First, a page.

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Old Jun 11th 2010, 10:43 PM   #1
 
  Jun 2009
  San Antonio, TX
Today was a thrilling and disheartening day. I am still new to the Deer breeding industry (3rd year) and went to check my deer today and noticed a doe had recently fawned (milk bag bulging and red) and started looking for them. Birth was exactly 195 days post Lap AI to Berrylicious. Triplets, 2 bucks and a doe fawn. Birth must have been within 6 hours as when I tagged the two bucks they do not even bleat (doing well 6 hours later, up and walking short distance). The doe fawn however, was dead. I am still uncertain of the cause. She looked large and healthy. I performed a brief autoposy (unskilled of course) and nothing seemed out of place, even had urine in bladder.



The freightening thing was when I was picking her up, I ran across 2 large rattlesnakes, (both greater than 5 feet) and very swift. My pens are mostly cleared but have a mesquite mott with a large cactus in the middle. I believe this was a mistake as the rats and mice love it, with food and shelter nearby which attracts snakes. I even killed a 56 incher in the pens 3 weeks ago walking around in 2 foot high Lab Lab and grass at midnight, not smart.



Sorry for the long thread, but curious if anyone has ever had fawns killed by rattlesnakes? Could this have been the cause of death or possible fireants as there was a nest nearby (treated of course), birthing problem, dehydration (97 degrees in south Tx today and with triplets less milk, or simply birthing problem. I left feeling very uncomfortable because I was unable to get the snakes (hopefully remedy tomorrow as the snakes went into the large cactus which will be removed with a dozer). The deer are all safely in new pen but am nervous about the stress of changing their environment, especially with new fawns and other does do to drop fawns anyday. Would have preferred to bottle raise but were both bucks and do not wish to bottle raise bucks if possible.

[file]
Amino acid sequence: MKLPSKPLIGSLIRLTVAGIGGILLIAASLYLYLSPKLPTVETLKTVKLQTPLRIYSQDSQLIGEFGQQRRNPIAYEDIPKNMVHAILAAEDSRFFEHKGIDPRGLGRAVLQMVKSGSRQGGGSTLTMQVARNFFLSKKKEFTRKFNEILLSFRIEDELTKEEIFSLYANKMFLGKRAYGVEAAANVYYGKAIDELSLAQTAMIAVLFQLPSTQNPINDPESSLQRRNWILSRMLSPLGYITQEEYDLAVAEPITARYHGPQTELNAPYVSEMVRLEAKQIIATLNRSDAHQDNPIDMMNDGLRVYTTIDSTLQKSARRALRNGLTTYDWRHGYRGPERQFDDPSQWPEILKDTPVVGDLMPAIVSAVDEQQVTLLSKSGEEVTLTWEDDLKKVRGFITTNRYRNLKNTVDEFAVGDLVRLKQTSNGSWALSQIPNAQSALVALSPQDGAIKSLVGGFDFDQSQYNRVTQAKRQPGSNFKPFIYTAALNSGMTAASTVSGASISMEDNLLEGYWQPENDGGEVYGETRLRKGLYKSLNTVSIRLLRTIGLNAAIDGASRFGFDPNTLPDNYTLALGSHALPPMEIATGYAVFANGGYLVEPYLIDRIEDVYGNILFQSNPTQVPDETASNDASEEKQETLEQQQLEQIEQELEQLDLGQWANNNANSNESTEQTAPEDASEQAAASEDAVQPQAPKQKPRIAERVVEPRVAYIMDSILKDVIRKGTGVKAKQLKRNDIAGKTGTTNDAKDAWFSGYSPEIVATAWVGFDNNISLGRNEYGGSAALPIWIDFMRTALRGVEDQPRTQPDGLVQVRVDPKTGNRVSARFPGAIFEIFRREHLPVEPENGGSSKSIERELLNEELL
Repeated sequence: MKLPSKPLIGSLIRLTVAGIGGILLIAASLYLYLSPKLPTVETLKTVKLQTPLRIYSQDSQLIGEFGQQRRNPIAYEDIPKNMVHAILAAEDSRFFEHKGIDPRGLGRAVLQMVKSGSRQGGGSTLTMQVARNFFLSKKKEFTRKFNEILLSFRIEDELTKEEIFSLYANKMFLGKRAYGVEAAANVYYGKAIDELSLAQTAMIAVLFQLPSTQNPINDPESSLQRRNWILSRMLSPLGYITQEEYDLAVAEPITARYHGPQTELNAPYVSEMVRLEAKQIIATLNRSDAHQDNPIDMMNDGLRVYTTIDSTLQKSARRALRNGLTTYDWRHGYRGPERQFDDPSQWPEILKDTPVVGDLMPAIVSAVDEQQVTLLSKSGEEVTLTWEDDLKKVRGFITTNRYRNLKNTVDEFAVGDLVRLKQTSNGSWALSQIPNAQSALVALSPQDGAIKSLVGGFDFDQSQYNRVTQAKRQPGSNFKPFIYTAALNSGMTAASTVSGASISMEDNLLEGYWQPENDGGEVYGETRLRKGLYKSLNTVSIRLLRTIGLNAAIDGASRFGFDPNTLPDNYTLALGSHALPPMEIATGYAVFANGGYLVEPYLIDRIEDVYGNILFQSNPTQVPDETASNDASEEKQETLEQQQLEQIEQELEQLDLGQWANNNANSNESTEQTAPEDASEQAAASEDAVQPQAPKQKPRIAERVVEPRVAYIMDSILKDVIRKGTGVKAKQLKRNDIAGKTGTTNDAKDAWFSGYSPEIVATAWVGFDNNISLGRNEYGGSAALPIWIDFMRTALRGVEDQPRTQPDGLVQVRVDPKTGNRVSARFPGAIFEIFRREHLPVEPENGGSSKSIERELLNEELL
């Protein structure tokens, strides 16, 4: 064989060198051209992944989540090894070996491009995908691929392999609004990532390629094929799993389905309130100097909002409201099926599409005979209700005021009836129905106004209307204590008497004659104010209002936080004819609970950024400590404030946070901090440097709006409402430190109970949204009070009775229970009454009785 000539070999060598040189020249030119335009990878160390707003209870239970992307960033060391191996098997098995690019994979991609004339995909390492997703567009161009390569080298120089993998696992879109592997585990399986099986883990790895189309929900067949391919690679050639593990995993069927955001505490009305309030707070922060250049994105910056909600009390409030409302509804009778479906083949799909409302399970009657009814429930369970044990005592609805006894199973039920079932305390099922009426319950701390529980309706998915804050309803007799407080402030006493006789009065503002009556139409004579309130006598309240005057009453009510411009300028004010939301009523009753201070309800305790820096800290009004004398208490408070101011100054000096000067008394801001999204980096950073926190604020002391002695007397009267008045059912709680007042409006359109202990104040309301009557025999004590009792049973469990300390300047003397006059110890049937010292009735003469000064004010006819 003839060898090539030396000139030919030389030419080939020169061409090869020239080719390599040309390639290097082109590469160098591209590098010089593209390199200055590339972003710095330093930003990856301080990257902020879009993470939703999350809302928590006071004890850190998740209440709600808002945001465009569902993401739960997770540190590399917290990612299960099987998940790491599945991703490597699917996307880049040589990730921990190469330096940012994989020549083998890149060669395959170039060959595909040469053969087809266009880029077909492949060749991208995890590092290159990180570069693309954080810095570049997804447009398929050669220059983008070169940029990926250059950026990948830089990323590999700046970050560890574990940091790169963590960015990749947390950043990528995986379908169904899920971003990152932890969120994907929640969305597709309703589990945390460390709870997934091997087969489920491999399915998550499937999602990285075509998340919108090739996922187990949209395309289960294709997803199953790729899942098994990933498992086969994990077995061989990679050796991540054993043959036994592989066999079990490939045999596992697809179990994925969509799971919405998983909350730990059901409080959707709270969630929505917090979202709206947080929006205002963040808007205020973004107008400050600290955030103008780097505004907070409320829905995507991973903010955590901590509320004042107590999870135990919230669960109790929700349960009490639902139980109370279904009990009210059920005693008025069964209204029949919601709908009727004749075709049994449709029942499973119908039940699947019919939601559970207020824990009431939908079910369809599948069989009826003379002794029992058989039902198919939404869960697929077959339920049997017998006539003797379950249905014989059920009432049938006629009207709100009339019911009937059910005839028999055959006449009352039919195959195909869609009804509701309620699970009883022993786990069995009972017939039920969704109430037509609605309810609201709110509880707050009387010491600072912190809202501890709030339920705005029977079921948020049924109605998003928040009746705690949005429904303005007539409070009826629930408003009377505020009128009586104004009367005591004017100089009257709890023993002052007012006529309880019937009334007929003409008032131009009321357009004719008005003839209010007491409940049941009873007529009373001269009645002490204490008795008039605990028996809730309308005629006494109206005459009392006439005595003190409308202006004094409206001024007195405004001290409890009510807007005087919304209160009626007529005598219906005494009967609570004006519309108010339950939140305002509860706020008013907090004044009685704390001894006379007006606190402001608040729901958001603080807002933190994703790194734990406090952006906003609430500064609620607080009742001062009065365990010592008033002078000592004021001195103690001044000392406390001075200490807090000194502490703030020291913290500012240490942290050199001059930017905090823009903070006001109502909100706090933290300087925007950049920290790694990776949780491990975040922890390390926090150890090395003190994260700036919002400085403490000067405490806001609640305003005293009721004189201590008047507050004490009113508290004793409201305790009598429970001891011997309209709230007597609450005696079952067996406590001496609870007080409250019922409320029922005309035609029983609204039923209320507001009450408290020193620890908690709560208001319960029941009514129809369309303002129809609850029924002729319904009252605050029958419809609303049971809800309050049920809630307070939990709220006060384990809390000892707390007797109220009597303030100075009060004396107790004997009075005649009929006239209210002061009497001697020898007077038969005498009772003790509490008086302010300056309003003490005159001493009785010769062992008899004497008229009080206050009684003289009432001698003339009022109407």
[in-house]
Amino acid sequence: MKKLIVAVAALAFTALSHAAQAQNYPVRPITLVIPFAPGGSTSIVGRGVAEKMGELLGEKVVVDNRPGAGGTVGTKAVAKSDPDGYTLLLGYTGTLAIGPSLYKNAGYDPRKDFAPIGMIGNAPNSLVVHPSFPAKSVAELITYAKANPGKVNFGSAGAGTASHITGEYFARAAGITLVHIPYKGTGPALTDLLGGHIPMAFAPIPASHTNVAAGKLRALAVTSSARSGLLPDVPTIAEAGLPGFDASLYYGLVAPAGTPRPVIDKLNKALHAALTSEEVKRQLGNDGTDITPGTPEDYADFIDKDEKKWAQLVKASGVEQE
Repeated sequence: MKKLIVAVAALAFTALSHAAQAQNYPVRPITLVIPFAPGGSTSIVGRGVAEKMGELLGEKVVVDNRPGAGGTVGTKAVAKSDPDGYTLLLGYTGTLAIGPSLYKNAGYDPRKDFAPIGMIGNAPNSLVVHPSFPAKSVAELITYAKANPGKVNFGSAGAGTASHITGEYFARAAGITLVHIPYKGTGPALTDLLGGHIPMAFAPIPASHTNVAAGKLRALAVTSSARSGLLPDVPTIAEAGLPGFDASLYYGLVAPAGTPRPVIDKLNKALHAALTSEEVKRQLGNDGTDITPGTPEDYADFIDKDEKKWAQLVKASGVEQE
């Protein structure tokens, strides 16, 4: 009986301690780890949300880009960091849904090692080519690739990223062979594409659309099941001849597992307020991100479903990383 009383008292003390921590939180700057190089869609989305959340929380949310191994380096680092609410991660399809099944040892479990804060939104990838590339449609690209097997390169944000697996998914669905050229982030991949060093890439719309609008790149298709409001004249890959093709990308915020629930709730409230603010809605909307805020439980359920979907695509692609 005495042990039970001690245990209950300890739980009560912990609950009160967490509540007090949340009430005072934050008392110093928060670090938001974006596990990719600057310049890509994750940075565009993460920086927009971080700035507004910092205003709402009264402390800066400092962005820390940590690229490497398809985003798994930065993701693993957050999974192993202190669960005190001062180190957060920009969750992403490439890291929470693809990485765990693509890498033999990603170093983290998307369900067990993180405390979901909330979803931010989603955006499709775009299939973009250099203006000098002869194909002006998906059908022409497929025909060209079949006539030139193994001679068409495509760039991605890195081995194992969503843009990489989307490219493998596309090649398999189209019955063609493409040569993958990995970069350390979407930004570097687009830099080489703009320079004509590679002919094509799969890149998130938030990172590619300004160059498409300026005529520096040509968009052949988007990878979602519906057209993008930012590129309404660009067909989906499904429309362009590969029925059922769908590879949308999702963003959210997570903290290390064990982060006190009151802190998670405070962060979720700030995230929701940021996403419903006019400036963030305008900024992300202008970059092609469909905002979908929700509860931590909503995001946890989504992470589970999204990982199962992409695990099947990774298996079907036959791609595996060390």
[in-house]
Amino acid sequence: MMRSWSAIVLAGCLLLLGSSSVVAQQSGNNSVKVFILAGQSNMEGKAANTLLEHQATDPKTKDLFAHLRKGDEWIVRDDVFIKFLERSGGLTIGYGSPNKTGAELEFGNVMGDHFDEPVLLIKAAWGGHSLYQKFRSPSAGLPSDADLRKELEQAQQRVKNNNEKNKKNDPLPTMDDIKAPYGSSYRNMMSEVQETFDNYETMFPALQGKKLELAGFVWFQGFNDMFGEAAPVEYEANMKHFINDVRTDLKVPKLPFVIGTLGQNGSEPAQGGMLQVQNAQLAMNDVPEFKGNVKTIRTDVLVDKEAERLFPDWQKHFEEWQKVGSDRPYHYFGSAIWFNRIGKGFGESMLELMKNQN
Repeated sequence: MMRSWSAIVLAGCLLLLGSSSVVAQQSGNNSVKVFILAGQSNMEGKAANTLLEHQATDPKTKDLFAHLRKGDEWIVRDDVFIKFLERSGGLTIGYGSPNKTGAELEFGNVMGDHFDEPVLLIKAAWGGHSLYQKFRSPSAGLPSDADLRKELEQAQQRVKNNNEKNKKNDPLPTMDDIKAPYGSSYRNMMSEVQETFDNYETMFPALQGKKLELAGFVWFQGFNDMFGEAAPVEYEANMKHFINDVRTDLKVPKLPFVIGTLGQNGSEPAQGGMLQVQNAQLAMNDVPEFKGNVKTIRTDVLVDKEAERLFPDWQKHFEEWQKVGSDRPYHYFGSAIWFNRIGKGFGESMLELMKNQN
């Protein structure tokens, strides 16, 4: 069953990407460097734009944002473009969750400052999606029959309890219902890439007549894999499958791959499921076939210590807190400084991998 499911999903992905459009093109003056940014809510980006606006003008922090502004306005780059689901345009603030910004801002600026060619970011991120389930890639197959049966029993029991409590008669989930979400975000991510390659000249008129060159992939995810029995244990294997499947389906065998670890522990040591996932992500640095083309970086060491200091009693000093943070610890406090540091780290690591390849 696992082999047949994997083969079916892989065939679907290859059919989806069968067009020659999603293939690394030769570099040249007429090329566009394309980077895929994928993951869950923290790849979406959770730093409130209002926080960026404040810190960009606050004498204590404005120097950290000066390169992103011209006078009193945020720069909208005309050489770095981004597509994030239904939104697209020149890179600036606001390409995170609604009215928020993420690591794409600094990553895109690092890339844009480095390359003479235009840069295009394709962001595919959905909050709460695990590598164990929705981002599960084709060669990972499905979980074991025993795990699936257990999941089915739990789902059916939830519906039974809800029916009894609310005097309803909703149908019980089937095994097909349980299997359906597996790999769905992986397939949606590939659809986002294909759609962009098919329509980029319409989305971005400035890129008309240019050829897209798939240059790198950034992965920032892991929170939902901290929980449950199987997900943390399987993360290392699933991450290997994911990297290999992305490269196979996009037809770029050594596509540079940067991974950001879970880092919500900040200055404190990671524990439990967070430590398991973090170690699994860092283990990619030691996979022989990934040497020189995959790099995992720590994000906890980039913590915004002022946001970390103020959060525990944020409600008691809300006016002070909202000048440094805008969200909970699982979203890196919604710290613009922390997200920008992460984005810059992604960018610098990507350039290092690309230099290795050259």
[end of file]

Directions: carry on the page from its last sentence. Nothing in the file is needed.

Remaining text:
If any thoughts let me know, but be careful this time of year and watch out for snakes.



Jeff
Kaicreek is offline  
Old Jun 12th 2010, 12:18 AM   #2
 
  Apr 2009
  Fombell PA
Wow.......sounds like your doing the right thing by getting rid of the cactus.......I do not live in snake country but am certian if the fawn happened to be in the wrong place at the right time the rattler bite would kill it....sounds to me that may have been the case.......good luck with those rattlers!!
ddwhitetails is offline  
Old Jun 12th 2010, 04:55 AM   #3
 
  Jul 2009
  Raymondville, TX
I don't think that the snake killed your doe fawn. I just can't see the snake viewing a newborn fawn as a threat. I've never had a fawn get bitten but we have 1-3 adult deer get bit every year. The only time a snake bite on an adult deer is a problem is if it is on the feet. They tend to get an infection that is hard to clear up. With all that being said I kill every snake in my pen and try to keep them mowed and sprayed so that I can see my feet when I walk.



Russ
Russell Van Hees is offline  
Old Jun 12th 2010, 06:29 AM   #4
 
  Jun 2009
  San Antonio, TX
Thanks for the response and advice. I also do not think it was a snake bite as I did not find any evidence of internal or muscle necrosis. Thanks for the tip on lime around the pens, I think I will give that a try.



Jeff
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Old Jun 12th 2010, 06:51 AM   #5
 
  Mar 2009
  Blairstown, LA